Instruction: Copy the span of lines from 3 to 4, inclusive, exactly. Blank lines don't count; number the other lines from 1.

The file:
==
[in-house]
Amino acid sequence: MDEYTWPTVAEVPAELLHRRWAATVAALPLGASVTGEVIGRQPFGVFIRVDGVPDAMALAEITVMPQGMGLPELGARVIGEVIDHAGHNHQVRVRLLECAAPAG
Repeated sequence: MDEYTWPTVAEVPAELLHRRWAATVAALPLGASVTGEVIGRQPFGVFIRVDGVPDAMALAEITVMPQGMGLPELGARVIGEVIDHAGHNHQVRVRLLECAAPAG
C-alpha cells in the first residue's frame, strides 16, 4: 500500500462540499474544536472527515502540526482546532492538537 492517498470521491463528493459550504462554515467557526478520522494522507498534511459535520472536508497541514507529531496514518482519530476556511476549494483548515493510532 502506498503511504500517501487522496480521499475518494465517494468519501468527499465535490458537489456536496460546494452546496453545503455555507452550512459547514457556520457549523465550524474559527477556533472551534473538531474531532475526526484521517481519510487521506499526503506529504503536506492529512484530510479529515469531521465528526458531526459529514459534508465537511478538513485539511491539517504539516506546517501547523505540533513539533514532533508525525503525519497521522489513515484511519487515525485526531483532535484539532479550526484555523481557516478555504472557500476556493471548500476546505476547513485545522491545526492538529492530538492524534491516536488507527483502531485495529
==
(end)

Repeated sequence: MDEYTWPTVAEVPAELLHRRWAATVAALPLGASVTGEVIGRQPFGVFIRVDGVPDAMALAEITVMPQGMGLPELGARVIGEVIDHAGHNHQVRVRLLECAAPAG
C-alpha cells in the first residue's frame, strides 16, 4: 500500500462540499474544536472527515502540526482546532492538537 492517498470521491463528493459550504462554515467557526478520522494522507498534511459535520472536508497541514507529531496514518482519530476556511476549494483548515493510532 502506498503511504500517501487522496480521499475518494465517494468519501468527499465535490458537489456536496460546494452546496453545503455555507452550512459547514457556520457549523465550524474559527477556533472551534473538531474531532475526526484521517481519510487521506499526503506529504503536506492529512484530510479529515469531521465528526458531526459529514459534508465537511478538513485539511491539517504539516506546517501547523505540533513539533514532533508525525503525519497521522489513515484511519487515525485526531483532535484539532479550526484555523481557516478555504472557500476556493471548500476546505476547513485545522491545526492538529492530538492524534491516536488507527483502531485495529